Thank you for this beautiful piece of writing. It has helped center me as I choose on of the online retreats at http://www.ignatianspirituality.com.
We need all the supportive materials possible to discern our true healing way and this piece is among that. God bless you!
Gretchen, Thank you. This reflection is very moving and helpful for any time of the year, but particularly during Lent. I’m so grateful for people like you who remind us of the purpose of Lent and the healing possibilities. Thank you again, and abundant blessings!
Gretchen, you write of experiencing emotion with Jesus during Lent. I believe that Jesus is weeping with me and countless others as we witness the strife in the world. May we continue to feel deep sadness and weep but may we be motivated to do something for the common good as well. May our deep sorrow motivate us to go and change the world, even in our little corner. Thank you very much for this beautiful reflection!
Thank you, Gretchen. Whatever lies ahead that brings sadness, I can unite it to Jesus’ passion.
God bless you and your little boy.
Thank you for leading me into meditation with Jesus and Mary particularly now when our Churches are closed and I am in isolation. God bless.
I thank you for all the wonderful time and prayers we can have from Our Lord
The world needs healing
Keep praying god bless
Thanks Gretchen, what a nice path you have suggested through your write up. God bless.
The Ignatian way of praying has had a dramatic impact on me. As an artist to visualize things in your head is how we create. As I contemplate Jesus in the garden, the loneliness, the alone how He felt. Abandoned, the apostles sleeping, He sweats blood. For I have the ability to see the scene. His arrest, His acceptance, just like His mom His yes. I’m there lashing spitting laughing. I’m in the crowd jeering and calling Him names. Then the shift, there I am not knowing who the man is. For His face is so swollen, bloody and dusty, He has a crown of thorns on His head. He stumbles and falls, my heart aches – what did this man do to deserve this. Then I see Mary – the pain, the sorrow. I realize it’s her son. I rush over to support her and hold her while we follow. Then we stand at the foot of the cross and watch till He passes. The point of this is always for me. The beating the lashing, the cruelty He suffered for my sins. As a RN all that He suffered would of altered His appearance, He’d of been so dehydrated from lack of fluid replacement – swollen and unrecognizable, the crown on His head. We wouldn’t have known Him just like today unless we knew Him before.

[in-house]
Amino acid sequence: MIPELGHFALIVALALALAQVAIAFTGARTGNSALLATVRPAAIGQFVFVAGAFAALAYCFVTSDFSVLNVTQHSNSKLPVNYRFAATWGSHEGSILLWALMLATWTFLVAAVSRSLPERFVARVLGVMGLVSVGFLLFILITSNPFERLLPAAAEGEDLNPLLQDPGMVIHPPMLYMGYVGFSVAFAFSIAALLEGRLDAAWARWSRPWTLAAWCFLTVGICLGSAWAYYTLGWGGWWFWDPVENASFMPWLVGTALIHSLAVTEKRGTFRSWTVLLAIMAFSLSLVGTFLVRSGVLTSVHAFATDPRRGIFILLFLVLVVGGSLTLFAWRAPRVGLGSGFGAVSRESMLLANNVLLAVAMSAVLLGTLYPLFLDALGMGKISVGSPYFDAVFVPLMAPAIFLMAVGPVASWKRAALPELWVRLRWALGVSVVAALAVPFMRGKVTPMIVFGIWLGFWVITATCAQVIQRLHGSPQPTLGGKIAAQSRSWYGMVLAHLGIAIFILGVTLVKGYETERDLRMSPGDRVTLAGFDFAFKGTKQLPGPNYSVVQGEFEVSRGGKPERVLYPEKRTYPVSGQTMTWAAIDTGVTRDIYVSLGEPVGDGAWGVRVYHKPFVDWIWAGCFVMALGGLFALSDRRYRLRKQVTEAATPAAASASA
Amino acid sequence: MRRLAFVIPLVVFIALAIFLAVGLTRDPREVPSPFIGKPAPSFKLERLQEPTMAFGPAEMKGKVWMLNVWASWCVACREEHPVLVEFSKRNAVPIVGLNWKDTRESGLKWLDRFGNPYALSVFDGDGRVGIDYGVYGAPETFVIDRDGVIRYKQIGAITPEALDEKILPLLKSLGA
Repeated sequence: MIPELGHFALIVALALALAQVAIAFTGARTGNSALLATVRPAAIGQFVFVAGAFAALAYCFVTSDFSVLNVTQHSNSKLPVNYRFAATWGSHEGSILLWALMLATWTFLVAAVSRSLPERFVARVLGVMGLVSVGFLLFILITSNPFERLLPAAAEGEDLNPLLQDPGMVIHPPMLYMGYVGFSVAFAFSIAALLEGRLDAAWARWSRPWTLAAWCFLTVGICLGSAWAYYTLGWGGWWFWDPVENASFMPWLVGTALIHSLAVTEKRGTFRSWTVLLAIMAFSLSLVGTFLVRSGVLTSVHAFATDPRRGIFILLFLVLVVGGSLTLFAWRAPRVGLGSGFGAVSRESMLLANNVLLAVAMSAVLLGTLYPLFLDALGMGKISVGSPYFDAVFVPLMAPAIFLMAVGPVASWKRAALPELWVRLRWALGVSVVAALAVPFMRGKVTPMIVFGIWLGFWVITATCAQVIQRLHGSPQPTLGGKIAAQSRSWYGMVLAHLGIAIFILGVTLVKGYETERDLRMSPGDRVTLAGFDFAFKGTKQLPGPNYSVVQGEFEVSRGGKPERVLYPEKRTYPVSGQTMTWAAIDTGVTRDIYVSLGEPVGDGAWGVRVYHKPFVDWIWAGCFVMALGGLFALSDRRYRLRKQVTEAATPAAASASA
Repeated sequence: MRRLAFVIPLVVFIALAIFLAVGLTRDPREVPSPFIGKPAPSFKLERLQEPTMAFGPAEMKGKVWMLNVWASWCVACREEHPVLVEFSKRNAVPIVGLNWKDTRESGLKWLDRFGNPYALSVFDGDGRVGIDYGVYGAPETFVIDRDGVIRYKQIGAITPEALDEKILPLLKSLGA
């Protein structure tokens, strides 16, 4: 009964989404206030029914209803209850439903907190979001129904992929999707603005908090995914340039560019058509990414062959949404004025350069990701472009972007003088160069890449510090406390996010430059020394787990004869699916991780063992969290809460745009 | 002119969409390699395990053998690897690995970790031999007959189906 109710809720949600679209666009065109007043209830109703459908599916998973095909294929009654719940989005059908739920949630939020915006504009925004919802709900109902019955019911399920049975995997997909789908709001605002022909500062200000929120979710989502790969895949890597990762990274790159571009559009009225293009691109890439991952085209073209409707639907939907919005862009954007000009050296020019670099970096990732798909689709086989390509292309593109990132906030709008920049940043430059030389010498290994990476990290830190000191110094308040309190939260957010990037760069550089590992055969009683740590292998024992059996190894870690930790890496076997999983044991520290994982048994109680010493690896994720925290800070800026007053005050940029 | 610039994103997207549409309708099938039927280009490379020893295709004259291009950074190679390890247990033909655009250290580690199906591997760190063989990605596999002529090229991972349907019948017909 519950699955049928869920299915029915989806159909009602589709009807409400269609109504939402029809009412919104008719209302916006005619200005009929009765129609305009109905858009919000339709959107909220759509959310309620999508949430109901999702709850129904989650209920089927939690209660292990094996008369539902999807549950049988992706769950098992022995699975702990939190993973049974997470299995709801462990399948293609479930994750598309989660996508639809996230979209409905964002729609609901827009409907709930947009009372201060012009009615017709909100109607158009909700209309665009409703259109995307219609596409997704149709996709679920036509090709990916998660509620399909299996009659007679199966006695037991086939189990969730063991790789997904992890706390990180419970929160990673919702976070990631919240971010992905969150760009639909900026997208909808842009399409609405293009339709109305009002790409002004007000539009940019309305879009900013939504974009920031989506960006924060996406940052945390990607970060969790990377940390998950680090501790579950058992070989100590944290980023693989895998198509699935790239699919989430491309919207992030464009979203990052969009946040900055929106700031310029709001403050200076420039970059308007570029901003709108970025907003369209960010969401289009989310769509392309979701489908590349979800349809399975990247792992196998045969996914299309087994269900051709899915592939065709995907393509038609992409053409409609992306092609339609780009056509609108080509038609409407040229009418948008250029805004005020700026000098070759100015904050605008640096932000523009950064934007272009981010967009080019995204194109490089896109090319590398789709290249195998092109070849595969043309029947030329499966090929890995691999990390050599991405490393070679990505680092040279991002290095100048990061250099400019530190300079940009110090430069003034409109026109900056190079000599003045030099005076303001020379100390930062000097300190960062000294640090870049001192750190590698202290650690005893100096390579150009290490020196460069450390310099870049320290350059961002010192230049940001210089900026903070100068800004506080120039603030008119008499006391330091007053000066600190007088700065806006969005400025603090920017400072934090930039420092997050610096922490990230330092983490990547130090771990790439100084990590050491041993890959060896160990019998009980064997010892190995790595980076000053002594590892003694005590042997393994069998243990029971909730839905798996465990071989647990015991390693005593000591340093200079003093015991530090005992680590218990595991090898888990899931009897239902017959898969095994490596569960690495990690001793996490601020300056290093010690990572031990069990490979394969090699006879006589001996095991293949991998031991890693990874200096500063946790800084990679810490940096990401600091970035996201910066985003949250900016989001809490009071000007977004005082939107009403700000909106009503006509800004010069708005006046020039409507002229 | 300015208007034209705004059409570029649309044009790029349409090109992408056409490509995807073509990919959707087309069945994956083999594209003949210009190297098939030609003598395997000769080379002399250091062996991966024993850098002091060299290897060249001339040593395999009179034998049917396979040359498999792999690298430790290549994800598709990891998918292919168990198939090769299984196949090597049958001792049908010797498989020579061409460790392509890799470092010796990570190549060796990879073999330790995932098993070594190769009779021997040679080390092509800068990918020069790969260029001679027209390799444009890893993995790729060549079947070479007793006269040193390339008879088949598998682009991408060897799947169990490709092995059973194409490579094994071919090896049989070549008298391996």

Heartfelt thanks for this timely message !
Beautiful! Keep up helping us One needs to take extra time especially during Lent; ieven if we take time from some other thing, we are supposed to get done.. Thank you . A>N>D>G
Gretchen, thank you for this beautiful meditation. I will try to feel with Jesus as he approaches Calvary. Ann
Beautiful Gretchen. Reminded me of the sudden deep sadness I felt on the 30 day retreat as I suddenly and unexpectedly connected with Jesus’s sorrow for all those who did not know God. For me it changed lent and Holy week for ever.